Most kids seeking a college will tend to stay fairly close to home. Yet even in Iowa that means families may have to choose between 5-10 good options for their high school senior. Standard wisdom holds that you should look at three factors of “fit” as you decide where to send your student:
Transfers out—over a third of students will transfer to a different institution from where they started, according a recent study. Transfers cost time, money, and emotional energy. As part of the overall “fit” equation, it’s important that you as a family are clear about how well the college you pick meets your academic needs.
Academic success—let’s face it, there’s a lot of cultural baggage around the college experience. Attending football games in the fall, going to parties, meeting new friends and maybe future spouses—it’s all part of the college enchilada. But, there needs to be one primary purpose for college in your search criteria: how well does it enable your student to learn the skills and knowledge necessary to live a successful, meaningful life (and yes, that often means getting a good job, but there’s more to it than that). Too many kids go to college, and usually what we mean by that is that too many kids do not put in the effort necessary to receive good academic training. How you select the college for academic fit makes a difference!
Colleges and universities are not created equally. They have unique offerings for their students, especially in their academic departments. A department is a collection of faculty (professors) organized around a subject of learning, like History, English, or Engineering. The Art department at the University of Iowa is not like the Art department at Drake University. They have unique faculty strengths that extend to the emphasis those schools put on the major. Your student will receive a different education depending on the faculty at those institutions.
So, this post is about how to find the academic strengths of the Iowa colleges and universities around you. You’ll need a method for reviewing the colleges your child is interested in, and you need to know what things you don’t want to get caught up in during the process.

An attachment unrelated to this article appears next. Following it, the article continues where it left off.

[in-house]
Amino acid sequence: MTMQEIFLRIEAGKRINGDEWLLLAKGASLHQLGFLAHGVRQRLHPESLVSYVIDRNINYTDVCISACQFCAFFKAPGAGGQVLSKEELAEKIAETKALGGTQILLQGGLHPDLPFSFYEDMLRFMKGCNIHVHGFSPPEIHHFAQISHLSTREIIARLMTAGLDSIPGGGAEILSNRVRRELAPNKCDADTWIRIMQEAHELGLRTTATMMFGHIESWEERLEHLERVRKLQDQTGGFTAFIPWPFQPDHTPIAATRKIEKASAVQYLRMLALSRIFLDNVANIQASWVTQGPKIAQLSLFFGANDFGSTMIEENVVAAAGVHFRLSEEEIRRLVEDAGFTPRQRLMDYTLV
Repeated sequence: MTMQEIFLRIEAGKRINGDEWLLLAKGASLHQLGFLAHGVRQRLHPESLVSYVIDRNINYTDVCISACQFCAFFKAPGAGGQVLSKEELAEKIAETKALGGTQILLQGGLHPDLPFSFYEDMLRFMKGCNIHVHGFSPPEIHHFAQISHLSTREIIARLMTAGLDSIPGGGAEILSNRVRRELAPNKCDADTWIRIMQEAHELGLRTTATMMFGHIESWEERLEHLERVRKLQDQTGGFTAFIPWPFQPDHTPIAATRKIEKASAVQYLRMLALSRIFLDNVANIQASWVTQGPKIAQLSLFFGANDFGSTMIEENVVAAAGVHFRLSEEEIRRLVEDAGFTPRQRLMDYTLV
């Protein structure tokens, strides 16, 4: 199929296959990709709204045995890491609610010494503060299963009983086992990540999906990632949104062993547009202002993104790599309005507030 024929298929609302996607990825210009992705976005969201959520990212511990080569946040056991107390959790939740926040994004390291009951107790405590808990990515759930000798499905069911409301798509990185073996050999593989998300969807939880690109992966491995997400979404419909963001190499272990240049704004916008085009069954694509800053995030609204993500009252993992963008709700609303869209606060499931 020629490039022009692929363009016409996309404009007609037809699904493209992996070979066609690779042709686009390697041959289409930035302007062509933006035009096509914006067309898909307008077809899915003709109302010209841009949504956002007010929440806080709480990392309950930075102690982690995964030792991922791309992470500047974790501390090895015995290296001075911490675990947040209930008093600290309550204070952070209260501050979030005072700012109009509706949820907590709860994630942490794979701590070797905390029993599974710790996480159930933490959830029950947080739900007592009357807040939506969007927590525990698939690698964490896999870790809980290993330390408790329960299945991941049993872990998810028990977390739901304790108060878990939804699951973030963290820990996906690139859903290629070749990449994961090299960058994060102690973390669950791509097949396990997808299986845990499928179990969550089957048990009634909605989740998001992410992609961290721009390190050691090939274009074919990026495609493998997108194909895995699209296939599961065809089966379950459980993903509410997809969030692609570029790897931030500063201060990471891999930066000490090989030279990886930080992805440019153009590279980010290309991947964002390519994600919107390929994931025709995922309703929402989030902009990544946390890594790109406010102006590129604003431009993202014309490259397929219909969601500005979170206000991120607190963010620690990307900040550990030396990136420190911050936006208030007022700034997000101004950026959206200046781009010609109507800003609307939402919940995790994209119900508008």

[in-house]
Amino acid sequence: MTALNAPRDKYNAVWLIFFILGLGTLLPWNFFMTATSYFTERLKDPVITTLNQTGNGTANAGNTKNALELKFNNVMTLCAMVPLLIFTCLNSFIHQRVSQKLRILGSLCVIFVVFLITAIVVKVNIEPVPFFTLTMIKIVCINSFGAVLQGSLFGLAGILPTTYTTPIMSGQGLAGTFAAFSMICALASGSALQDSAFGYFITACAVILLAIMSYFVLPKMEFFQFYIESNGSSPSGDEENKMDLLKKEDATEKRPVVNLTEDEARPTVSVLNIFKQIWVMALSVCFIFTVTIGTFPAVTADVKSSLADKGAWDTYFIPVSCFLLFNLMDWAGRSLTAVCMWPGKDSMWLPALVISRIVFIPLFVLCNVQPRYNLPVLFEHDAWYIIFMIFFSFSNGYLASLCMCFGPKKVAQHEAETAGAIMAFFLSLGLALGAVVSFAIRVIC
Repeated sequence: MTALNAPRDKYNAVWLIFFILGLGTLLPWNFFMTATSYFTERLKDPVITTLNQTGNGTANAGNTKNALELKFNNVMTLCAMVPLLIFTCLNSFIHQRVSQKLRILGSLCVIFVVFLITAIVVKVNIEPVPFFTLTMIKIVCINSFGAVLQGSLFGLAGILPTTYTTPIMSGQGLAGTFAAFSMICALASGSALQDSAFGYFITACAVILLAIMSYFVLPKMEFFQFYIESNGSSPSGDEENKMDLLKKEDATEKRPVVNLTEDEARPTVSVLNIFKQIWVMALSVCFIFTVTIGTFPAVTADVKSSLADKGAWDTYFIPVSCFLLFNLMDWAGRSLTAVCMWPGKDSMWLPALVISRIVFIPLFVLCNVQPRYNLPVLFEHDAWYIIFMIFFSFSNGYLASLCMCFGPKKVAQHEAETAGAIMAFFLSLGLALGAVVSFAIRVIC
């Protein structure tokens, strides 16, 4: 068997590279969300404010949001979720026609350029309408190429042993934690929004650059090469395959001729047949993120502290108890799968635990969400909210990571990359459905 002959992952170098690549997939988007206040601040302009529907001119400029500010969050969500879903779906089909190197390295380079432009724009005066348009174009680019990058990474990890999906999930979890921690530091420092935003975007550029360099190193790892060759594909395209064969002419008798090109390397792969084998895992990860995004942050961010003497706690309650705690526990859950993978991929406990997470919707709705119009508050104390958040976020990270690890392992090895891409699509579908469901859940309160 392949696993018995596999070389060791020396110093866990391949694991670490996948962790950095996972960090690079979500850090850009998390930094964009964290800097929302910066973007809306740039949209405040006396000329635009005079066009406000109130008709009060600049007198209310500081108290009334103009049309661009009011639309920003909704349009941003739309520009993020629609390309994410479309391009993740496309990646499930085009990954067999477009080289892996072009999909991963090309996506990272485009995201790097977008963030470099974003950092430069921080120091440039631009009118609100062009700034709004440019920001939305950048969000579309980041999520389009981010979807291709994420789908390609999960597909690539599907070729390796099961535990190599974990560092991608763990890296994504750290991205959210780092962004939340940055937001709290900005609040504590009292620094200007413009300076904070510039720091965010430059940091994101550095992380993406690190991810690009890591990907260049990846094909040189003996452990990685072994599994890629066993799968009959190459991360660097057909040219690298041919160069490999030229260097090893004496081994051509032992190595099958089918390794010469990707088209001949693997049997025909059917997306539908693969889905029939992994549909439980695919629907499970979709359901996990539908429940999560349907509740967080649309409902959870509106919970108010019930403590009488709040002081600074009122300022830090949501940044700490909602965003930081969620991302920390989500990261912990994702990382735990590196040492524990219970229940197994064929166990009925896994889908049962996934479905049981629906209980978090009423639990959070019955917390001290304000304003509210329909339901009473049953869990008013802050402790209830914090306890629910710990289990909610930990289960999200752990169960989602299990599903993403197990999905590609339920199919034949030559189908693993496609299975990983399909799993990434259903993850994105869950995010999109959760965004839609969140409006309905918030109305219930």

Let’s first address what things you shouldn’t look at in the process or that you can ignore. That’s because these items are either “table stakes” (every college must have them to play in the big leagues) or they’re really hard to make unique to a school.
The method boils down to three steps:
There are a lot of good Iowa schools, and your situation and interests are unique. However, I want to provide a couple examples of colleges in Iowa with particular strengths, and I think you’ll see the method I describe above in action (at least for items #1 and #2).
Coe has an amazing reputation for its size in the world of physics. You’ll note faculty accomplishments and special student opportunities available.
Large, diverse universities like UNI also have specialties, even though they do many things well. One thing UNI is outstanding at is its teacher education program.
This is not a department per se, but rather a focus of the college. Luther is the top school in Iowa sending its students abroad in a variety of programs, and clearly if your student is interested in this type of experience, Luther is one to consider.
To prove the rule above, even though Mt Mercy does graduate programs in Nursing, it has a strong reputation for its undergrad degree.
Finding the right college comes down to getting the right “fit”, and academic fit is a crucial component. By determining what your student is interested in studying, and then analyzing the strengths of prospective schools, you’ll go a long way towards ensuring an awesome college education!
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